Explained: How China Is Opening A New Front Near Ladakh’s Depsang Plains And Daulat Beg Oldi

Explained: How China Is Opening A New Front Near Ladakh’s Depsang Plains And Daulat Beg OldiArea of the new India-China standoff near Burtes. (Google Maps)
Snapshot
  • Chinese soldiers are building up presence at a point called Bottleneck, which effectively blocks Indian patrols.

In April 2013, ahead of the visit of Chinese Premier Li Keqiang to India, soldiers of the People’s Liberation Army (PLA) intruded and pitched tents around 19 kilometres into Indian-controlled territory in Depsang Plains near Daulat Beg Oldi (DBO), the northern most area along the Line of Actual Control (LAC) in Ladakh.

The face-off lasted three weeks before the Chinese pulled out. As Shiv Shankar Menon, the then National Security Adviser later revealed, India used Li Keqiang’s upcoming visit as a leverage to get the Chinese to move back.

“...we stopped talking to them about a planned visit by Chinese Premier Li, a message that if the standoff didn't end, the visit would be off,” he has said.

India also had to dismantle tin sheds it had erected at Chumar in south eastern Ladakh as the PLA claimed it was a violation of border agreements.

Two years later, in 2015, another standoff was reported in the area.

Now, just over a week after Indian and Chinese troops clashed in the Galwan River Valley, the PLA appears to be opening a front in this region again.

This time, Chinese soldiers are building up presence at a point called Bottleneck. Indian patrols moving towards Patrolling Points (PPs) 10, 11, 11A, 12 and 13, which lie close to the LAC, have to pass through Bottleneck.

The Bottleneck point is located around 7 kilometres away from an Indian base at Burtse, which is manned by the Indo-Tibetan Border Police (ITBP) and lies on the newly built 255 kilometre long Darbuk-Shyok-DBO road.

From the Bottleneck, one Indian patrol route leads northwards along the Raki Nala towards PP-10, and then turns east to PP-11 and 11-A and finally towards the south to PP 12. The other Indian route leads south-eastward to PP-13, which lies south of the PPs mentioned above and north of PP-14 in the Galwan Valley, where Indian and Chinese troops had clashed earlier this month.

Note: This map is only for the purpose of representation, and may not be very accurate. (Google Maps)
Note: This map is only for the purpose of representation, and may not be very accurate. (Google Maps)

With the Chinese present at Bottleneck, India can’t access hundreds of square kms of territory it claims as patrols can’t go to PPs 10, 11, 11A, 12 and 13.

These patrolling points, which lie a few kilometres short of the LAC on the Indian side, are geographic markers set by China Study Group, which was established by the Cabinet Committee on Political Affairs in the year 1976. The PPs form the Limit of Patrolling and are routinely patrolled by Indian troops deployed in the area to assert claim on the territory.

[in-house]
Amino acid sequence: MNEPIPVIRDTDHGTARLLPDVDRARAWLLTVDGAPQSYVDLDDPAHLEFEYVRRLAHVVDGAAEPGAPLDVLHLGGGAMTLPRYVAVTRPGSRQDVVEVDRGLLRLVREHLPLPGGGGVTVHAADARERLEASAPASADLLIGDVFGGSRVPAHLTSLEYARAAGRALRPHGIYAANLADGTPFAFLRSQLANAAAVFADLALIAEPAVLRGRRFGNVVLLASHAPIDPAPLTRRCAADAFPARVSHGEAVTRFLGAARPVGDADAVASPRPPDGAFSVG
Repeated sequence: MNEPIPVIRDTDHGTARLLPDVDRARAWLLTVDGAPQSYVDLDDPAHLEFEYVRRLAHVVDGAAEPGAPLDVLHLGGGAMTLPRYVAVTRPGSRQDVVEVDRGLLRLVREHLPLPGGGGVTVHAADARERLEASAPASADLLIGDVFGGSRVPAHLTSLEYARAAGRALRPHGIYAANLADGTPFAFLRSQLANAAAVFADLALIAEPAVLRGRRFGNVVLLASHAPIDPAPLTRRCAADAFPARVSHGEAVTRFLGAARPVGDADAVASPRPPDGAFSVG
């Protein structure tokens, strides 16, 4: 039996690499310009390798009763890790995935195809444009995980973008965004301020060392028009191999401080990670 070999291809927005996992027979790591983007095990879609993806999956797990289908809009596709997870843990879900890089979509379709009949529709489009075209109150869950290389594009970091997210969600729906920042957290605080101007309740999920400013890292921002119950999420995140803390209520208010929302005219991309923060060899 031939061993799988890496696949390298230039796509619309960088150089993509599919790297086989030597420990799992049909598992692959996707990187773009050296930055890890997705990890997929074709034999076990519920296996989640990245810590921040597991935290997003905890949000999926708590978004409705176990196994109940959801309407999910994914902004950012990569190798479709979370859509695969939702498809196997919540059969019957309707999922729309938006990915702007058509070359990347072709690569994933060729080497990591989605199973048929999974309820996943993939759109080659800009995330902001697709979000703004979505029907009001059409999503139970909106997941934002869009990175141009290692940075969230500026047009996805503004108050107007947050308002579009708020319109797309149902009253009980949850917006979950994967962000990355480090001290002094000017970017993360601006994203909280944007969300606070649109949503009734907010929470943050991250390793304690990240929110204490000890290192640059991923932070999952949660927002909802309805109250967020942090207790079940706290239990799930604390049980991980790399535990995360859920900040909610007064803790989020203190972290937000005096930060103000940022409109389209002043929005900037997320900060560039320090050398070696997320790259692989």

During the India-China face-off in 2015, a report by Praveen Swami in News18 says, a Chinese patrol party had come within 1.5 kilometres of the Indian base at Burtse and Indian troops had dismantled a Chinese shed near Bottleneck.

Over the last decade, the Chinese have made inroads into Depsang Plains and DBO. In one part of the sector, the PLA has built tracks and roads which stop just 4 kilometres short of an Indian post at what is called the Track Junction on the road leading towards the base and Advance Landing Ground at DBO.

A track, which appears to be originating close to the Indian base at Track Junction and leading towards the Chinese roads, is visible on maps. The Chinese roads appear to originate from posts and camps of the PLA further east.

Note: This map is only for the purpose of representation, and may not be very accurate. (Google Maps)
Note: This map is only for the purpose of representation, and may not be very accurate. (Google Maps)

This is not a new development but just one example of how China has been making inroads into what India considers to be its territory in the DBO sector.

Back to the Bottleneck point.

In the 1962 war, Indian Army positions close to Burtse had been captured by the PLA. The Indian Army started returning to this area only in the late 1970s.

In 2008 and 2009, the Chinese troops intrude into this area and destroyed Indian camps near the current day ITBP base in Burtse, “burning fuel stores and rations dumped there for use by Indian patrols”.

With China’s increasing presence here, the PLA may want to shift the LAC westwards. Increasing Chinese transgressions in the larger area — 75 in 2017, 83 in 2018 and 157 in 2019 — also suggest that PLA’s movements, both in the past and now, are aimed at pushing the LAC further west from where it is currently.

While India claims that the Bottleneck point is nearly 18 kilometres on the Indian side of the LAC, China says the line is 5 kilometres west of the point.

If the Chinese positions in the DBO sector and Depsang Plains shift further west, the PLA will be in a better position than before to interdict the Darbuk-Shyok-DBO road in the area during future conflicts with India.

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